Updated Money Laundering Bill to allow for forfeiting of assets, proceeds of crime


In its bid to strengthen its fight against anti-money laundering and financial crimes, the Government will be moving to implement a “slew” of amendments which will allow for the forfeit of offenders assets as well as the proceeds of the crime.

This, according to Attorney General and Minister of Legal Affairs, Anil Nandlall is catered for in the Anti-Money Laundering and Countering the Financing of Terrorism (Amendment) Bill 2023, which is slated to be presented to the National Assembly soon.

“…It is recognised now worldwide that one of the most effective way of dealing with the criminal is to hit him in the pocket or hit them financially and the way to do that is not to convict and sentence but to go after the proceeds of the crime – go after the assets acquired from the criminal conduct.  And our law was not strong as it should be in that regard,” Nandlall disclosed on Tuesday during his weekly ‘Issues in the News’ programme.

“…If you are able to dismantle the criminal empire then you dismantle the criminal conduct and that is where our laws are now going and that is the type of enforcement we will have to focus on in the next few years,” the Attorney General stated.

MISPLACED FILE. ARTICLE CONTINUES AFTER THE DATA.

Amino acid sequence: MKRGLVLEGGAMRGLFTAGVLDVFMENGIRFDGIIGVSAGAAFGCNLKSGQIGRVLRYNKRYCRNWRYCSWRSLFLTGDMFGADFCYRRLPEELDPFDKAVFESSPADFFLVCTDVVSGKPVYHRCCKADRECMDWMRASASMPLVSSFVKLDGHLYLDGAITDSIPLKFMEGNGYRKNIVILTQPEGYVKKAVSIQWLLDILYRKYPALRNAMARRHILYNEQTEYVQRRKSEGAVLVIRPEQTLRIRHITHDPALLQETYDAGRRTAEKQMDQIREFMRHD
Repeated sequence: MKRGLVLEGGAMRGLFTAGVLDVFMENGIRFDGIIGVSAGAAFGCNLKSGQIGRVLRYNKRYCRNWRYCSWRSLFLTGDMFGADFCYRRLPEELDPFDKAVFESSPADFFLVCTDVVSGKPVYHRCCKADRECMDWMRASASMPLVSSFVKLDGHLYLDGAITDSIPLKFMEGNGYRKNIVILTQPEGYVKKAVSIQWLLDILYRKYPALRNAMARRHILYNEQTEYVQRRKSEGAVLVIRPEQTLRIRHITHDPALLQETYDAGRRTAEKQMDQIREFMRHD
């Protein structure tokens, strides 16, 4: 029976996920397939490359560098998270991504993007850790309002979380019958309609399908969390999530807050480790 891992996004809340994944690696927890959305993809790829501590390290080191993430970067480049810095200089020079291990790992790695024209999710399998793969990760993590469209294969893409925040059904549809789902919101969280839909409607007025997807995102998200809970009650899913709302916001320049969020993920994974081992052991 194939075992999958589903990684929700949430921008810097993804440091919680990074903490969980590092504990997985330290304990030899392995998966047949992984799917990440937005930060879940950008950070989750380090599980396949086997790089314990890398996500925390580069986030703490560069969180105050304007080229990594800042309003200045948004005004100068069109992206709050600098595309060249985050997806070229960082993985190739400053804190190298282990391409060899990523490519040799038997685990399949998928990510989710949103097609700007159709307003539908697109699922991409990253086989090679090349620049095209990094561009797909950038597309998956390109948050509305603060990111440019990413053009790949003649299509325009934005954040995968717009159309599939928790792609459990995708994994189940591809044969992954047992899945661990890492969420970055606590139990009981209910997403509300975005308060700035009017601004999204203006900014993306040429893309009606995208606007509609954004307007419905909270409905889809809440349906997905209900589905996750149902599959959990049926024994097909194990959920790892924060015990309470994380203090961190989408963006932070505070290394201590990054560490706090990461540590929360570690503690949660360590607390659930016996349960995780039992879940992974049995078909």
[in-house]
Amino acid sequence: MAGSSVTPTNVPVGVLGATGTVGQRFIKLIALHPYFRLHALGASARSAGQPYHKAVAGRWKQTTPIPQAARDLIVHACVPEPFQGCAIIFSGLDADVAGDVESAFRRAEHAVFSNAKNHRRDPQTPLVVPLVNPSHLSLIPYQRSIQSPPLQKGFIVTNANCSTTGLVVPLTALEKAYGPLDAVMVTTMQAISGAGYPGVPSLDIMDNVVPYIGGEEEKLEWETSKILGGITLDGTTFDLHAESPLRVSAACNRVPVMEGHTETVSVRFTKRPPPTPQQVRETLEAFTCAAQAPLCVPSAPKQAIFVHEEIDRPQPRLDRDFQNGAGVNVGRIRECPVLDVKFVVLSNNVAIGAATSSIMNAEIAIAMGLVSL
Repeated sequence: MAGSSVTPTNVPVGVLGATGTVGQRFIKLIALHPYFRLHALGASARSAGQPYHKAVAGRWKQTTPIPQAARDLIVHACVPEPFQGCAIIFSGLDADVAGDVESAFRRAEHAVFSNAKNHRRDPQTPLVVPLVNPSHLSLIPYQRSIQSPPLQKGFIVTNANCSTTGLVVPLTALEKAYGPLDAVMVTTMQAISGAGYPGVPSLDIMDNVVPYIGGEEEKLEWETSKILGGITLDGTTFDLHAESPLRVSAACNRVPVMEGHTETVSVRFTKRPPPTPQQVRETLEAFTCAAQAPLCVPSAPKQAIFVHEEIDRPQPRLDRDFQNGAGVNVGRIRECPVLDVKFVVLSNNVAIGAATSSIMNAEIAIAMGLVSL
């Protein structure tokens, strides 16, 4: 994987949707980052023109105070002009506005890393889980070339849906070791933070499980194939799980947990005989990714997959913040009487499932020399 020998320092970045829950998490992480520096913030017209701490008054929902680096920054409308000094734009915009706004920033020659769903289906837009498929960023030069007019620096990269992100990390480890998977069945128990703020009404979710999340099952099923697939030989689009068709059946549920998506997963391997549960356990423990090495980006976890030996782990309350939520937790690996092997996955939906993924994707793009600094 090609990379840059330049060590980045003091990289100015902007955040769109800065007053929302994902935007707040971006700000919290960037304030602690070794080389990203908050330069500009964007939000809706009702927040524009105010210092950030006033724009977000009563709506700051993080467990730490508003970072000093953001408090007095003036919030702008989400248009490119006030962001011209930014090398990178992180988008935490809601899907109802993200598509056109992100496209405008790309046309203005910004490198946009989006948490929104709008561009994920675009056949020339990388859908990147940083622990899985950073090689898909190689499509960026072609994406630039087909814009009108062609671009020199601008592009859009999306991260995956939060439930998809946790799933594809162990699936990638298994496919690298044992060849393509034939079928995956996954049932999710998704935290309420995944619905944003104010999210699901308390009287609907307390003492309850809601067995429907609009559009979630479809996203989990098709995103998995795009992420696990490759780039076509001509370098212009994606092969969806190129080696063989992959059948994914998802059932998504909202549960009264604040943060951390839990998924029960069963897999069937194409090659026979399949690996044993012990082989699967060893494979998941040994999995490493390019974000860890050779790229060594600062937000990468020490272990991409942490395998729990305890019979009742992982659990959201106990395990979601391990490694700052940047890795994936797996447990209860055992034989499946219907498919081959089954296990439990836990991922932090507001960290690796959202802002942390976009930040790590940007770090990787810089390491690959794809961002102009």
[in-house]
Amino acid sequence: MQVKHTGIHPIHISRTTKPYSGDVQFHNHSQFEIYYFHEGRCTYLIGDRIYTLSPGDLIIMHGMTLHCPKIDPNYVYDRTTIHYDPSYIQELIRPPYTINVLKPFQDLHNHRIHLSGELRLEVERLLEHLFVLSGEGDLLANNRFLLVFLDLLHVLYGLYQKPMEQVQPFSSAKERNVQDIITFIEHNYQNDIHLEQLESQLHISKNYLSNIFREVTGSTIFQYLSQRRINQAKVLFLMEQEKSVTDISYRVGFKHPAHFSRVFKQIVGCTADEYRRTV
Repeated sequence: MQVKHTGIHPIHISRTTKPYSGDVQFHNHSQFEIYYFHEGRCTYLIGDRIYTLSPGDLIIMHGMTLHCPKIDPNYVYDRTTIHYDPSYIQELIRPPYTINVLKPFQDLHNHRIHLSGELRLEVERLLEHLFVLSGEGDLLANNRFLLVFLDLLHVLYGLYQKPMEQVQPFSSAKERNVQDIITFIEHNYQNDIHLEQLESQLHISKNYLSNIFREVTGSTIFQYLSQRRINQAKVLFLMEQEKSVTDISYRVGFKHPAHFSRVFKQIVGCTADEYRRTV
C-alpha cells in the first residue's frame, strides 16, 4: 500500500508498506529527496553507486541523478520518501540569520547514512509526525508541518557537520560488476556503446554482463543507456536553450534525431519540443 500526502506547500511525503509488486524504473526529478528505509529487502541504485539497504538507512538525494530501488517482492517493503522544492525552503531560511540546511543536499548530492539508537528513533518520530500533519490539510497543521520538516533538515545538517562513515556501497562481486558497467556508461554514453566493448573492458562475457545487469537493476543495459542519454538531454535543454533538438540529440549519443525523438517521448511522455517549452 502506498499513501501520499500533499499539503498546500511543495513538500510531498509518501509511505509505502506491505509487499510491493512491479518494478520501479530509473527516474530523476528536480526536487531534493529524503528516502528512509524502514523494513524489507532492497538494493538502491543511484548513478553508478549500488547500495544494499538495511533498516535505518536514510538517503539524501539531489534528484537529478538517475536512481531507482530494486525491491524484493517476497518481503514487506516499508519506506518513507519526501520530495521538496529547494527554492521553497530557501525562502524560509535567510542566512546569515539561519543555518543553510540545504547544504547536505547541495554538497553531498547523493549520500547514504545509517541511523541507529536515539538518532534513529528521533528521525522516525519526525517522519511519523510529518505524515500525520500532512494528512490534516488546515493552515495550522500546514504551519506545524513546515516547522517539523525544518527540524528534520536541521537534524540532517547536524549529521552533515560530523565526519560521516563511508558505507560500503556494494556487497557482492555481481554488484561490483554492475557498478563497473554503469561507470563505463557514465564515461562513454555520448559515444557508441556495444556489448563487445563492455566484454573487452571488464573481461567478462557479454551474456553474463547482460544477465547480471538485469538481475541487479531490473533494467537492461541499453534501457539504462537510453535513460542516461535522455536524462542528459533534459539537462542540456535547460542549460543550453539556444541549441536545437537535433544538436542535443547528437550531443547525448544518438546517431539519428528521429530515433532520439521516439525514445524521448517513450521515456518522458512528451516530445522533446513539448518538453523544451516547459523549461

The move, according to Nandlall, is part of Government’s effort to implement outstanding recommendations of the Caribbean Financial Action Task Force (CFATF) and the Financial Action Task Force (FATF).

“…We have constantly update this aspect of our laws to keep up with recommendations that emanate from the Financial Action Task Force and the Caribbean Financial Action Task Force. So this bill is always on the review,” Nandlall said.

Guyana continues to prepare for an onsite evaluation and examination which is to be conducted by the CFT on the country’s financial sector in September.

As such, Nandlall said the final review of the draft bill has been completed and it has to be presented and debated in the National Assembly before the visit.

According to Nandlall, several other pieces of legislation have been prepared, to combat anti money laundering and financial crimes in the country.

This includes, the Guyana Compliance Commission Bill 2023.

“In our AML CFT structure, it has been recognized that there are agencies that have no regulator or supervisor…and it has not been very effective. The system remains weak,” Nandlall said.

The bill, Nandlall said, caters for the establishment of a Compliance Commission.

“…Whenever one cannot find a proper regulator for any given area of economic and financial activity, this compliance commission will act as the regulator and act as the supervisor,” he said.

He added, “that will make us compliance, fully with international standards.”

“So we can’t be faulted for having such an apparatus in our AML CFT framework”.

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